Bubbles make me smile. I enjoy blowing them every now and then. I like to see how big I can make them before they pop. It’s neat to see how far those bubbles that stay intact can fly before the environment absorbs them and they succumb. Sometimes, rather than see how far they can fly, I’ll chase the bubbles down and pop them myself. And speaking of popping bubbles, who doesn’t love popping the bubble wrap after it has served its purpose?
From the outside, bubbles are easy to see. There is a little shimmer that identifies the boundary separating them from the rest of the world. As unique as each bubble is, we can clearly identify the perimeter. But I would imagine it’s much more difficult to see how big or small the bubble is if we were on the inside. Truth is we don’t have to imagine a bubble from the inside for we all live in one. Each of us lives in our own version of the world, confined to the thoughts we have been exposed to, the people we have let into our lives, the ideas that have been introduced to us, and the experiences we have accumulated intentionally or otherwise. We are often quick to identify others who are living in their protective bubble, but we rarely consider the shape and size of ours. Heck, I bet many would argue the fact that they live in a bubble. And many who might acknowledge that they do in fact live in one are likely to tell us that it’s comfortable in there and they have no desire of either making it bigger or popping it all together.
I’m not one to burst anyone’s bubble, but just like a kid at a birthday party, I do enjoy popping them. And I know I am far from alone. At the end of a retirement ceremony last week, I believe I witnessed a valued Shipmate pop his own bubble. This Shipmate played a significant role in the ceremony doing something he had never done before, in a rather courageous way, I might add. When I congratulated him on his performance, he simply looked at me, smiled, and stated the phrase I had previously shared him, “Get comfortable being uncomfortable, right Sir!?” If I’m not mistaken, I think I heard a loud popping sound as he finished.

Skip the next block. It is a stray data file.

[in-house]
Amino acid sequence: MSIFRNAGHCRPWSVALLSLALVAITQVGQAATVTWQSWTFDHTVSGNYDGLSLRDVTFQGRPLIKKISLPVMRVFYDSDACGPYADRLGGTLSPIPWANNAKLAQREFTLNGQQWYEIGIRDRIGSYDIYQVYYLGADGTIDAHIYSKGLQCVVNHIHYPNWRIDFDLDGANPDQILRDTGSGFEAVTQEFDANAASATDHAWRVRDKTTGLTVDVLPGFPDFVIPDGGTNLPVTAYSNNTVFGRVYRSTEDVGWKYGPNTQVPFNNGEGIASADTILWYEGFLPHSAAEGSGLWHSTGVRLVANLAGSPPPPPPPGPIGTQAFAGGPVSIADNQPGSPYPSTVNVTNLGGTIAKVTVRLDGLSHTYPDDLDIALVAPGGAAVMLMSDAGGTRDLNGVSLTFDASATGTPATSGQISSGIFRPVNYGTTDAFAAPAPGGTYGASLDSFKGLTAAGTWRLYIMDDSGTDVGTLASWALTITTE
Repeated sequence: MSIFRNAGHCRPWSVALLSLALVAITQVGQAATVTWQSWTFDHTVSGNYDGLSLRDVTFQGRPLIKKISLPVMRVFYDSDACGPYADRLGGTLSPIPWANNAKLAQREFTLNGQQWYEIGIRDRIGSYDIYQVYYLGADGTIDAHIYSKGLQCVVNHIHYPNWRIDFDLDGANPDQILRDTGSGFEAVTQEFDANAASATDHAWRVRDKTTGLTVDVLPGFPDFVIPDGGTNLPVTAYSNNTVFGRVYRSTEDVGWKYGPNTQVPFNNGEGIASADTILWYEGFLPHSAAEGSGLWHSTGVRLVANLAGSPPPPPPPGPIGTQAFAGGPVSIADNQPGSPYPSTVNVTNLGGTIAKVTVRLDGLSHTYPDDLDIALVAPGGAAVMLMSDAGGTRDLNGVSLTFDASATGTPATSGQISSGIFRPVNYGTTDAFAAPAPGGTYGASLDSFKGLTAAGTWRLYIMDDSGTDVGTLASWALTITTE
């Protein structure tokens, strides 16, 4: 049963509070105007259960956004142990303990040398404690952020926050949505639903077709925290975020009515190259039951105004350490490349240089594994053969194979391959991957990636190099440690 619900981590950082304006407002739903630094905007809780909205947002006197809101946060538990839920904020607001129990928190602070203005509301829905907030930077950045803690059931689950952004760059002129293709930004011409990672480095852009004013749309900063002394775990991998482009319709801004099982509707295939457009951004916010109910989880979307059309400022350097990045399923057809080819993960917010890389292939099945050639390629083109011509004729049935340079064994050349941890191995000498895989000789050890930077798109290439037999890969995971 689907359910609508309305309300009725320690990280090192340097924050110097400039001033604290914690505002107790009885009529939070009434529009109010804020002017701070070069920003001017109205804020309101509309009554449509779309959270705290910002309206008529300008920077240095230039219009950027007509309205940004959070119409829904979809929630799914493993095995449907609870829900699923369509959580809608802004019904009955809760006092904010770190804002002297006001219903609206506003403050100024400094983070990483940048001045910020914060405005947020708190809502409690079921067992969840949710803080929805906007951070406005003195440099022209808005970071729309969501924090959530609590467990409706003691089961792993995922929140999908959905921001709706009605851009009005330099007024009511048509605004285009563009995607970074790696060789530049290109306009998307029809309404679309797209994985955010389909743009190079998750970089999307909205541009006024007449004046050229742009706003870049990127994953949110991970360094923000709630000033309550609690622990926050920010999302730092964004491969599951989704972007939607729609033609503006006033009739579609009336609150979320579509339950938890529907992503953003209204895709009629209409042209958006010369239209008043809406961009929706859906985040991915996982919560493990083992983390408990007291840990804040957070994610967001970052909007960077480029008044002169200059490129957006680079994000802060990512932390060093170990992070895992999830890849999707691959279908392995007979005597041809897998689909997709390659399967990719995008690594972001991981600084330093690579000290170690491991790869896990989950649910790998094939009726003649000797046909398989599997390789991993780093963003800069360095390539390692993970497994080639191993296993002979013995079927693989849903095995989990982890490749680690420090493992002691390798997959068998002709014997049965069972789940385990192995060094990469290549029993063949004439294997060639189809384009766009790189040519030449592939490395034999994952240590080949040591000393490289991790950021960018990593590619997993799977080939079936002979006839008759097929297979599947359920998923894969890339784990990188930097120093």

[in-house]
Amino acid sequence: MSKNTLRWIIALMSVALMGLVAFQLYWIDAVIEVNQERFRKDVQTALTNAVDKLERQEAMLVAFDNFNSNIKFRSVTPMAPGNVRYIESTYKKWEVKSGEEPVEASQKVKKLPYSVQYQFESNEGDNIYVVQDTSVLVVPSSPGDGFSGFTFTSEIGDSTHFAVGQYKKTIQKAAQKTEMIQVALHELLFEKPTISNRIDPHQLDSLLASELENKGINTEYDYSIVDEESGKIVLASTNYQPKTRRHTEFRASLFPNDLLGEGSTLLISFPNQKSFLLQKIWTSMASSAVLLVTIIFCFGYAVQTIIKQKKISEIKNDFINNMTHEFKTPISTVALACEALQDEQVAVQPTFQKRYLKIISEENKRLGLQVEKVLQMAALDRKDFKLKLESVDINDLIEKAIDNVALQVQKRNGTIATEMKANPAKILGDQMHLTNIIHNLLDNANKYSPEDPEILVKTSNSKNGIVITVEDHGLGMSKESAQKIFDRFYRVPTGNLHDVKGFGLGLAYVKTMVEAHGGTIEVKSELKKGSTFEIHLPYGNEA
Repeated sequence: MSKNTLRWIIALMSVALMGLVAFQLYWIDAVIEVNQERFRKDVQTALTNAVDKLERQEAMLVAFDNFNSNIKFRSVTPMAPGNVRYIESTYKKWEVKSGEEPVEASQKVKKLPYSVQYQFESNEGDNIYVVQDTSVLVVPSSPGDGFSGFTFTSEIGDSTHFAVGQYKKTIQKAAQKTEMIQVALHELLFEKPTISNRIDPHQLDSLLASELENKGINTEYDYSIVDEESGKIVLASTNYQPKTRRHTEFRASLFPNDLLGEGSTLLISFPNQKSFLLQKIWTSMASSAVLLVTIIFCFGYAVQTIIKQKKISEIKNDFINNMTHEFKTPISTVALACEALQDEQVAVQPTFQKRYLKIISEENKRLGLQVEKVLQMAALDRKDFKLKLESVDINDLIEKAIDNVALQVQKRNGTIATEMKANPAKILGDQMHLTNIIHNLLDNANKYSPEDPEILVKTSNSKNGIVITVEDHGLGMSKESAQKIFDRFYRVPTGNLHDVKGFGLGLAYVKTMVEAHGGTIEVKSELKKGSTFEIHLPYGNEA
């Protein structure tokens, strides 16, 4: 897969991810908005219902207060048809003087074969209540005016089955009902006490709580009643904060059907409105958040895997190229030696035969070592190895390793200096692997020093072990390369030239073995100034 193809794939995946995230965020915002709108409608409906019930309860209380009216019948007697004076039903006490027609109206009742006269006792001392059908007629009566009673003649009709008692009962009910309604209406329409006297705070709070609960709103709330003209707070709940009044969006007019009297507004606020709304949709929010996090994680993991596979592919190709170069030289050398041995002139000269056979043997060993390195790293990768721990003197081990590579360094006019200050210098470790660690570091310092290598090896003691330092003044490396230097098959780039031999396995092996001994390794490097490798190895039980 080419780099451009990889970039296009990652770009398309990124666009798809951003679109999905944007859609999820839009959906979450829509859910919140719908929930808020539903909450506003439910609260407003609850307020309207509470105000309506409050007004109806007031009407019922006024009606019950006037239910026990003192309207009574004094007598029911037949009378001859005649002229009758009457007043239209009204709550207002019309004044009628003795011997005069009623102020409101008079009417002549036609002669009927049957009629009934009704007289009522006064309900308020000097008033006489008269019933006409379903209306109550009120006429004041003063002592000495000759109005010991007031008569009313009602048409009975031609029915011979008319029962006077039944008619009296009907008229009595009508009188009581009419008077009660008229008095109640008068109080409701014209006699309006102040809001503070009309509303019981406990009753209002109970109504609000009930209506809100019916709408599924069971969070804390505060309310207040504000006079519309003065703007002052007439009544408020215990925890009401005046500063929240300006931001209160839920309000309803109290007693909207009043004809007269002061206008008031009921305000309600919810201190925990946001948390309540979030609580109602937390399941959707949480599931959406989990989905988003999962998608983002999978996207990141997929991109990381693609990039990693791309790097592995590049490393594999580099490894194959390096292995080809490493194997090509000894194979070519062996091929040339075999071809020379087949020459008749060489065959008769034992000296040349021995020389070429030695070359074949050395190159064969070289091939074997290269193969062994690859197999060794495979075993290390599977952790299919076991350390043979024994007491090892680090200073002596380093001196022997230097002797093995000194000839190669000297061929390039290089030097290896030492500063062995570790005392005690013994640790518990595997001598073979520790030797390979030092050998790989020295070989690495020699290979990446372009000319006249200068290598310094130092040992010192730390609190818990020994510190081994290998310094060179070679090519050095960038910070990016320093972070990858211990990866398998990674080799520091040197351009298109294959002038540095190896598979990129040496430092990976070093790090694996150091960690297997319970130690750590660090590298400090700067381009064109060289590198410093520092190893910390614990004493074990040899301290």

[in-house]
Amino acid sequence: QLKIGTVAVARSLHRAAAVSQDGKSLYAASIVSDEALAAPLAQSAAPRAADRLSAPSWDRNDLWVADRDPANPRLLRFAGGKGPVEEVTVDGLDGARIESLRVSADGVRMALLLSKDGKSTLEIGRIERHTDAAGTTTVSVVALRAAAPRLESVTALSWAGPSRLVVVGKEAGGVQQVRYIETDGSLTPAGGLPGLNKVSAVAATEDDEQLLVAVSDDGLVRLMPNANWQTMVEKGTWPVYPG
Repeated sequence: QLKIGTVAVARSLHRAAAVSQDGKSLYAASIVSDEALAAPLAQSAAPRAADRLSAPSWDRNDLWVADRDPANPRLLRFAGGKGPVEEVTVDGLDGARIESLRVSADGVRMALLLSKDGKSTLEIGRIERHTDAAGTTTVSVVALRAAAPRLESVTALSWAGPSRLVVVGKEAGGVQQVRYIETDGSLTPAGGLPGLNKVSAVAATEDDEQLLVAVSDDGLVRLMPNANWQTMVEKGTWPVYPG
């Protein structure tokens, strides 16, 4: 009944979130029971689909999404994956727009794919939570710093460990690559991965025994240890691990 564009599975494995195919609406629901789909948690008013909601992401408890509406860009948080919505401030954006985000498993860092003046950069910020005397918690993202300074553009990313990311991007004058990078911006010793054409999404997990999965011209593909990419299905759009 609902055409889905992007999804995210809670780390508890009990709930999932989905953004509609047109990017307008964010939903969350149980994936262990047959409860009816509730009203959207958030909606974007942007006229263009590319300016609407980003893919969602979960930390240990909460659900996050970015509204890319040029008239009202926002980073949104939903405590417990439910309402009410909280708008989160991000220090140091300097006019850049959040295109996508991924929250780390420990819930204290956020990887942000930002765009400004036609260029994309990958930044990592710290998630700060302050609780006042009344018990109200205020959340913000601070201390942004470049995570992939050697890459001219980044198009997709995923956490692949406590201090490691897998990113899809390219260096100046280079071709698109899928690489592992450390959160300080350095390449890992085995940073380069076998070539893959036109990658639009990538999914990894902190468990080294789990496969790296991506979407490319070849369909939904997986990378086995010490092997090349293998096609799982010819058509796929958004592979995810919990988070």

A bubble constrains our thoughts, as we surround ourselves with those who tell us what we want to hear. A bubble constrains our growth, as we refuse to seek out new experiences and adventures. A bubble constrains our ability to connect, as we miss opportunities to meet new people with different backgrounds and ways of life. We come into this world in a very small bubble. We are issued a family, a language, a faith, a nationality, and a way of life. None of that is a personal choice, each of it is a choice made for us by others. Some of us are happy in our bubble and have no intention of living beyond it. Many of us are happy in our bubble yet want to experience life outside it, so that we live a life of deliberate choice as opposed to blind followership. Life in our bubble, by definition, is comfortable. But a life confined by our current comfort zone sells this journey short. We may venture outside our bubble, decide to come back, and that’s OK. We are making our bubble bigger and choosing to return to its core. It’s a choice. We may venture outside our bubble and never come back. We may venture outside our bubble and inspire others to follow our lead. Life is an adventure and people are amazing. Don’t limit your life to a small bubble, make it as big as you can. Pop the darn thing! Inspire others to pop theirs…Explore together! I love and appreciate the bubble in which I grew up and looking back at it, it’s amazing to me to see how small it really was. I’m amazed by the things I have experienced and the people I have met by being encouraged at an early age to explore, to see life through the eyes of others, and to learn to get comfortable being uncomfortable. Fortunately for me, I found a partner who creates opportunity and holds me accountable on a regular basis for doing just that.
- Do you see the dimensions of your bubble?
- Will you be OK living the rest of your life within it?
- How might you pop yours and help others to do the same?